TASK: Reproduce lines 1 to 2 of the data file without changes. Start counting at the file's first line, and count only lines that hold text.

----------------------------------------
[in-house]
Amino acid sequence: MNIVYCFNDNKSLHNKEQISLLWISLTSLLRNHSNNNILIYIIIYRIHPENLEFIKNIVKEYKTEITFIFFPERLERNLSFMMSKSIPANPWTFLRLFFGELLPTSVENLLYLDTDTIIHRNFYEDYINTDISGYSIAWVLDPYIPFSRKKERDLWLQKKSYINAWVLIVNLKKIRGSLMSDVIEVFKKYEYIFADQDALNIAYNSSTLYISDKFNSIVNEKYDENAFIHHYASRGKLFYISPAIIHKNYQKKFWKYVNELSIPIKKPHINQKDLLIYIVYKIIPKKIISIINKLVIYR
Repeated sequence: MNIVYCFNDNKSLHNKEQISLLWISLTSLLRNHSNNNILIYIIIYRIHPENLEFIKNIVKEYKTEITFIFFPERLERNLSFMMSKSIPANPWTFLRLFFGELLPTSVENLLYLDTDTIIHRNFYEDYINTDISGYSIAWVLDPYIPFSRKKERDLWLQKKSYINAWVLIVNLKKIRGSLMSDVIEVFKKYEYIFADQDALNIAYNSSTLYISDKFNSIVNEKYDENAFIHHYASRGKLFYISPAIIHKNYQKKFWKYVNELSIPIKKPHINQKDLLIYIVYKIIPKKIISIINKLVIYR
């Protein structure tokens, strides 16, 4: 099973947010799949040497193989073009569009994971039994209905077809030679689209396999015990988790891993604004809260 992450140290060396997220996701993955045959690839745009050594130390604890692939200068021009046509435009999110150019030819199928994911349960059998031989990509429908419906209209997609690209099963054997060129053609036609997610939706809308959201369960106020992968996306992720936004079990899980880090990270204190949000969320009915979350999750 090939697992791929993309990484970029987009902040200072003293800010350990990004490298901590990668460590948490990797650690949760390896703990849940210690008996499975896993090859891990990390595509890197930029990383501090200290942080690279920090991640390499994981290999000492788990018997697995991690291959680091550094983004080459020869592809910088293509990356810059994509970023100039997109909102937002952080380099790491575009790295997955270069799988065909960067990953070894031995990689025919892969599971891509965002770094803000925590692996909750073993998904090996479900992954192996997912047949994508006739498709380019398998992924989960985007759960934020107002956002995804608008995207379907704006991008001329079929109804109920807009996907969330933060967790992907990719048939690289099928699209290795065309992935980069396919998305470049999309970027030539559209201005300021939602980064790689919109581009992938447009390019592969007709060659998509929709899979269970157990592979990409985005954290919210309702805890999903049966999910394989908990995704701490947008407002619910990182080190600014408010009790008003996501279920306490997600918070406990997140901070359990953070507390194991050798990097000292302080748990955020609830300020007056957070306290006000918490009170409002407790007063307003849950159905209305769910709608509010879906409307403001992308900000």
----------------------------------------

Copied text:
[in-house]
Amino acid sequence: MNIVYCFNDNKSLHNKEQISLLWISLTSLLRNHSNNNILIYIIIYRIHPENLEFIKNIVKEYKTEITFIFFPERLERNLSFMMSKSIPANPWTFLRLFFGELLPTSVENLLYLDTDTIIHRNFYEDYINTDISGYSIAWVLDPYIPFSRKKERDLWLQKKSYINAWVLIVNLKKIRGSLMSDVIEVFKKYEYIFADQDALNIAYNSSTLYISDKFNSIVNEKYDENAFIHHYASRGKLFYISPAIIHKNYQKKFWKYVNELSIPIKKPHINQKDLLIYIVYKIIPKKIISIINKLVIYR